• The process of dealing with patches of poor performance
  • Typical stress levels and daily pressure
  • Threats to confidence due to poor grades
  • Low-level stress and confidence
  • Dips in motivation and engagement
  • The process of dealing with negative feedback

Research has shown that resilience and buoyancy are conceptually different (although they do feed into one another). This has resulted in the failure of some interventions because there is confusion about what is to be measured and what exactly the intervention is meant to achieve.  A recent systematic consultative review found that many resilience programs within schools used the term ‘resilience’ is such a vague and conceptually weak manner that the authors found it difficult to identify those which could be realistically described as resilience-based (see Hart & Heaver, 2013). This would suggest that interventions have been implemented with very little understanding of the desired outcome measures or, indeed, any specific measures at all.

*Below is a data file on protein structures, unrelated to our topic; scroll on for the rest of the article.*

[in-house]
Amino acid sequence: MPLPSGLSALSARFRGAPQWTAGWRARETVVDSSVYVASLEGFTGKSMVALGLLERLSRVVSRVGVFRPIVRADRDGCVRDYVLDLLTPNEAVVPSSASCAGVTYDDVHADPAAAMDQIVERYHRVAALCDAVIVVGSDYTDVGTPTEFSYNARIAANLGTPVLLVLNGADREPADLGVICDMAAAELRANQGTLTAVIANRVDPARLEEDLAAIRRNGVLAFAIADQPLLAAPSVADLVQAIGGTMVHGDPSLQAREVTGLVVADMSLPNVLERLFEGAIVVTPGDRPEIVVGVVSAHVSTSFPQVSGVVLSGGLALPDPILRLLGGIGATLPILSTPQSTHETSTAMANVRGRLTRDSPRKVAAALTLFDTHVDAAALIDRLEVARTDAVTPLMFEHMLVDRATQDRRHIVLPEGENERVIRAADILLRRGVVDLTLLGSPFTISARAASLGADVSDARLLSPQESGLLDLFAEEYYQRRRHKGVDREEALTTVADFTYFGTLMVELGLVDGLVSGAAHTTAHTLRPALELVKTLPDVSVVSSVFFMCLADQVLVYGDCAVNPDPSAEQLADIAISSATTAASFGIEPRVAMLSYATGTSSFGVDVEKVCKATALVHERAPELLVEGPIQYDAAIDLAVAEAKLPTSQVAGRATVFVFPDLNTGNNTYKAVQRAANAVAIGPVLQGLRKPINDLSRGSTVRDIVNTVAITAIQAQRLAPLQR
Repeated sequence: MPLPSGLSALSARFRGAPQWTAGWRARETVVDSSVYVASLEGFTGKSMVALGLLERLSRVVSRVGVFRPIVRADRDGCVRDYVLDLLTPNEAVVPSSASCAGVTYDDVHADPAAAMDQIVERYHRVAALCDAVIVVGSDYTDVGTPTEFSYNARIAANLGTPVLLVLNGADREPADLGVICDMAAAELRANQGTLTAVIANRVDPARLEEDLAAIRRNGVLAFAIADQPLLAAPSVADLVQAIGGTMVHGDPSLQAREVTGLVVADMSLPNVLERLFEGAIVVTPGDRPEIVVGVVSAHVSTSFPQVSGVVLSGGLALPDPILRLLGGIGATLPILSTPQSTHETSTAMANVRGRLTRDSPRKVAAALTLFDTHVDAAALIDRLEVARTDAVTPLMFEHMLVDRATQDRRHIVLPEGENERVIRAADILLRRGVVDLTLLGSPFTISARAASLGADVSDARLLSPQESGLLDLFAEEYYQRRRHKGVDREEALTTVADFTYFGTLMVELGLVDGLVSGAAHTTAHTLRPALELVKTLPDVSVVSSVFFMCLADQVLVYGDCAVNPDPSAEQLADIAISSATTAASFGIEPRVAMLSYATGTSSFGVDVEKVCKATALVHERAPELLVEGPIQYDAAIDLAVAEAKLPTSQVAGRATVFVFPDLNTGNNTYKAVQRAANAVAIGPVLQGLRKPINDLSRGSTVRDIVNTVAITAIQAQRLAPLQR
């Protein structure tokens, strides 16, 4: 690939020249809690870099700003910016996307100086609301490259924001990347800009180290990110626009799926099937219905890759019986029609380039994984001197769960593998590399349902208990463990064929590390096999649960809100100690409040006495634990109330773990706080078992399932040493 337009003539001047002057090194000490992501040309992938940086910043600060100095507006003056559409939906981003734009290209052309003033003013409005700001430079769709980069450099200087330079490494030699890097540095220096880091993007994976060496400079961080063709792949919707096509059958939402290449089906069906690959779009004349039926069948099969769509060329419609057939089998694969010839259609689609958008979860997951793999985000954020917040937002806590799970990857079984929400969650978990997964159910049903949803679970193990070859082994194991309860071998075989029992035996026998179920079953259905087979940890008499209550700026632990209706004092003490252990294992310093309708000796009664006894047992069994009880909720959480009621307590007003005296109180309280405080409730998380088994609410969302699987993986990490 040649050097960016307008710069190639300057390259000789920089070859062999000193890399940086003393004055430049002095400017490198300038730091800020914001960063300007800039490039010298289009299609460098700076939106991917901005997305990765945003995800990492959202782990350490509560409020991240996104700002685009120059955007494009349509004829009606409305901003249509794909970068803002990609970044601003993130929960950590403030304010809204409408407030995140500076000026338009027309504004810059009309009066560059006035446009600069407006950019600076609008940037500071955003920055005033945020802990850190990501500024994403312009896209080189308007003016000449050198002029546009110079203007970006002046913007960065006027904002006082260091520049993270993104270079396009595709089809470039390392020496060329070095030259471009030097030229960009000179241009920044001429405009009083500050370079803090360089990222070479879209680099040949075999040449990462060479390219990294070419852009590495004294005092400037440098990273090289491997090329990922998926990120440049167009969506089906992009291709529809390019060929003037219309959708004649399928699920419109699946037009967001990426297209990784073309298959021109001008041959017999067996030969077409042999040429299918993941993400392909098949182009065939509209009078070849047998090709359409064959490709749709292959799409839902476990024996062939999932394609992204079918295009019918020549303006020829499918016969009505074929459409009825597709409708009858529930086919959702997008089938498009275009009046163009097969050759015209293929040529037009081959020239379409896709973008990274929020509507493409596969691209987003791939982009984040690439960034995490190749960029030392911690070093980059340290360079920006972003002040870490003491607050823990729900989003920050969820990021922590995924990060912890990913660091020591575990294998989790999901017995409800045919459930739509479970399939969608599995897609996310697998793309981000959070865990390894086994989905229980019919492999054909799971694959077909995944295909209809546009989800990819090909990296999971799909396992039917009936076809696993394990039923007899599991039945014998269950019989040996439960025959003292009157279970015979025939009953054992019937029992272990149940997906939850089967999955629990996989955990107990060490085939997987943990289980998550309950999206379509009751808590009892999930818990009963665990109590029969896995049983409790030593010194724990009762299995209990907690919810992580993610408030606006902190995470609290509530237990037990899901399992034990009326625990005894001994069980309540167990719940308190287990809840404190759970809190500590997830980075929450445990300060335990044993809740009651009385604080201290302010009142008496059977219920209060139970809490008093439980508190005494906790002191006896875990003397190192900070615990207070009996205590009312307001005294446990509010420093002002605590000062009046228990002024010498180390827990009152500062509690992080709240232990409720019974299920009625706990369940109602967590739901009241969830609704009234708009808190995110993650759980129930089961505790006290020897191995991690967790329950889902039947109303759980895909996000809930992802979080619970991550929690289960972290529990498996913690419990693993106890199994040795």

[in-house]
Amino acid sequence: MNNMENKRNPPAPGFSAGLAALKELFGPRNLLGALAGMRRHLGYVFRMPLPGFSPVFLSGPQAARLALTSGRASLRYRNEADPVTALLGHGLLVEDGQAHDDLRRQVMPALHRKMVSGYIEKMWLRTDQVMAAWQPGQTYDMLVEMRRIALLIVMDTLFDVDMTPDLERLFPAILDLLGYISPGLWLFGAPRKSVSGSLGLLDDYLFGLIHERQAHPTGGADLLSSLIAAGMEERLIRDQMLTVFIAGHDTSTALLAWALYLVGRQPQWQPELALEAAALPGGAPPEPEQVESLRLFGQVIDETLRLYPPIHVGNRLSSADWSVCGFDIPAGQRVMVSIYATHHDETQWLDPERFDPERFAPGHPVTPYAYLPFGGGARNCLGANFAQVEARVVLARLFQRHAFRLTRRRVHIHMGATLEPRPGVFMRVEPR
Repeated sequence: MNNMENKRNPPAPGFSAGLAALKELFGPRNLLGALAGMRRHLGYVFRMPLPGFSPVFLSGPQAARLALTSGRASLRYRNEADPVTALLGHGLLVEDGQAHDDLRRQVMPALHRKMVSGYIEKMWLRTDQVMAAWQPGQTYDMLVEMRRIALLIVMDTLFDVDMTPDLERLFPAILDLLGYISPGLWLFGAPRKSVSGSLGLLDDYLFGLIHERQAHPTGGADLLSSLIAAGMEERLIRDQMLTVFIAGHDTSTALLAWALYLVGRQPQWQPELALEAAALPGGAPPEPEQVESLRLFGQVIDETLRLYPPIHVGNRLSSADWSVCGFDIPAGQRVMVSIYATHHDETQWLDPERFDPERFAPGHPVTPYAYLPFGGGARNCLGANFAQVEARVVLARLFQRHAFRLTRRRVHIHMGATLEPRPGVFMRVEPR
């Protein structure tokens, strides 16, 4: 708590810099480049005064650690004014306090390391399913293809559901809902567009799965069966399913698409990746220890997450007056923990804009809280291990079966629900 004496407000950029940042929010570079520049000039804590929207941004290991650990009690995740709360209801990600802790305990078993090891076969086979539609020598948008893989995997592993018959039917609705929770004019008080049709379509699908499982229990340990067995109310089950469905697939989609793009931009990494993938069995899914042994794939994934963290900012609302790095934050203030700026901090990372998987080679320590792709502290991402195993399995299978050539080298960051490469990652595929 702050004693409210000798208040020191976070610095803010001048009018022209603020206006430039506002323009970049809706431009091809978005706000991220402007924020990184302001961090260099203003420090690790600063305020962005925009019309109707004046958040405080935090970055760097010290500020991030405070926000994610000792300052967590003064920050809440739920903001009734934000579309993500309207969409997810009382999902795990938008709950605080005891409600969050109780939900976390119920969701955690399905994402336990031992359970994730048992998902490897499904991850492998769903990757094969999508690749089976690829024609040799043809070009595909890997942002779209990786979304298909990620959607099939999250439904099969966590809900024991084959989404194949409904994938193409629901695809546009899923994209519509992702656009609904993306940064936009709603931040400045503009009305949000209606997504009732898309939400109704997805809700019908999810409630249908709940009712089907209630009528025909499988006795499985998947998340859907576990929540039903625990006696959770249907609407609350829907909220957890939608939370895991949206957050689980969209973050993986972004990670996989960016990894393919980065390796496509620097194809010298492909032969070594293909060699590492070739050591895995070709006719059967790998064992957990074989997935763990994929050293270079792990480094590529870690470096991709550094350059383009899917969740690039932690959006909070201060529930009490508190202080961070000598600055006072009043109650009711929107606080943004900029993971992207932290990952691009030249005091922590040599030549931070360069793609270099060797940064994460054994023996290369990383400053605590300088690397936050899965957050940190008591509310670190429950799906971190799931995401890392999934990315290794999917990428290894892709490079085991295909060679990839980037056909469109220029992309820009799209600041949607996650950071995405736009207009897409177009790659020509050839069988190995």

Getting real about resilience is concerned with the accurate implementation of research findings, as it would appear that often the research doesn’t match the real-world application. If this is the case then there is a real possibility that an intervention will be costly yet fruitless or (in some circumstances) damaging.

I’m currently in the process of putting together a number of workshops that will hopefully demystify the research and offer some useful interventions to nurture both resilience and buoyancy.